OK, so its not a hardy plant, but its not half a show off. Begonia Firecracker one of those tuberous upright Begonias which looks great in containers or for bedding out.
Its pretty loud, so possibly not to everyone’s taste, in fact I guess some of you may find it distasteful, I think Firecracker is a gem.
No point in me describing the colour as you can see for yourself. However the blooms are fully double and quite large, I find it a bit too tall for baskets but sensational in tubs.
What about growing on the tubers. I like to start them off in the greenhouse in early March. Place your tubers in a seed tray half filled with a good quality compost, (I particularly like the compost from B&Q). Then just cover the tubers in no more with a layer of this compost. Take care not to place the tubers upside down, In March you often see the emerging shoots, which simplifies things. If there is no sign of this then take into account the shape of the tuber, new tubers are often ever so slightly cup shaped, plant them, well as you would sit down a cup. Another way is to look for sign of roots this will be at the bottom of the tuber. If there is no sign of any of this, well best of luck, I have certainly planted a few the wrong way up in the past.
In previous years, usually about the end of April I would remove the growing Begonias from the trays and pot them up individually a helluva work with so many plants. This year I just left them in the trays and planted them directly into the garden on June 1st. They are looking great and starting to flower.
In the Aberdeen area plant out your Begonias in the first few days of June.
I lift the Begonias in early October for storing, cut back the stems, leave about three inches. Brush off most of the soil taking care not to strip the roots from the tuber. Allow them to dry off in the greenhouse, the stems will fall away after a couple of weeks. When the tubers are fully dry, wrap them individually in newspaper and store them in a cardboard box in a dry area of your house which is unheated, the loft does the trick for us. Remove them in early March and start all over again.
Here is another favourite Begonia of ours which I think you would be very fond of. So much more subtle this time, shall we say in a striking manner, if that is not a contradiction. This one has more of a pendulous habit and looks best in the hanging baskets.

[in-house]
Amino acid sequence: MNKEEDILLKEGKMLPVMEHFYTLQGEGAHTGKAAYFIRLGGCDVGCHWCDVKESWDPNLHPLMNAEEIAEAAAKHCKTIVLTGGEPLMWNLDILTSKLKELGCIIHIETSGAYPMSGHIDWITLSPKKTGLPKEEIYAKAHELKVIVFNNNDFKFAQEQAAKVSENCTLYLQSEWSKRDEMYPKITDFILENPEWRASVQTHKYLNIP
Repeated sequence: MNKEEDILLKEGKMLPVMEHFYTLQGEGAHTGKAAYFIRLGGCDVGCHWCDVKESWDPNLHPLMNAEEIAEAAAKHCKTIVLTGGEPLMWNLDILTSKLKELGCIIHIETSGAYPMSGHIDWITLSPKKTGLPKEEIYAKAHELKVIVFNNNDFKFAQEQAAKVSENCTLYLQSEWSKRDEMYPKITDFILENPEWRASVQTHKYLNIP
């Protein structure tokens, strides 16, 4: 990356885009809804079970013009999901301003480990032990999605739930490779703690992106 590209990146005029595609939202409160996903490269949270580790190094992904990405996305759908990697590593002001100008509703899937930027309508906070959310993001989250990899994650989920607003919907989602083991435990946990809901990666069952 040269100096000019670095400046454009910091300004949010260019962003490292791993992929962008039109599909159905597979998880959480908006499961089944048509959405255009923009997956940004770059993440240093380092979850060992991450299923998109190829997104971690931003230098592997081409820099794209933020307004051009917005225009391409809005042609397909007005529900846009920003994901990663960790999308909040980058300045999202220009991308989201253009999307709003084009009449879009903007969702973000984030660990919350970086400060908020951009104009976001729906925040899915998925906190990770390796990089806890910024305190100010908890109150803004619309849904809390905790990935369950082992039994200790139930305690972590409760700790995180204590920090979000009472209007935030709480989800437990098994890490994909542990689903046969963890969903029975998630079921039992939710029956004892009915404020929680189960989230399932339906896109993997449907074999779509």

The garden as yet isn’t a mass of colour although wandering around the garden there is quite a number of plants in flower. Here is a few of them below.
Euphorbia fireglow, be prepared to keep on top of this one, very invasive and the white sap from the stems if cut can be extremely irritating to the skin.
I really like Astrantias this is a new one which was planted in our front garden in April of last year. Very disappointed that I have not got the name of it.
Alchemilla Mollis, love it or hate it, this plant is abundant in our garden and I think it looks great.
Aquilegia Nora Barlow, enjoying a spot beside the arch in the back garden
Clematis Elsa Spath on the 15th of June in the round garden, great colour of blue. (update— it is in fact HF Young )
Talking of blue, Geranium Jolly Bee, another introduction to the front garden in the Spring of 2010 is flowering its head off at the moment. Last year it flowered from May, had a short break in the last two weeks in June then came in to flower again and continued profusely till mid October.
Rose Derescht, the first of the Roses to flower in our garden. This one has an intense and beautiful perfume.
This is a picture of the round garden taken in mid June.
This is the secret garden in mid June. The title got its name from our eldest grandson due to the fact that it can not be seen from the back garden until you go through the gate.
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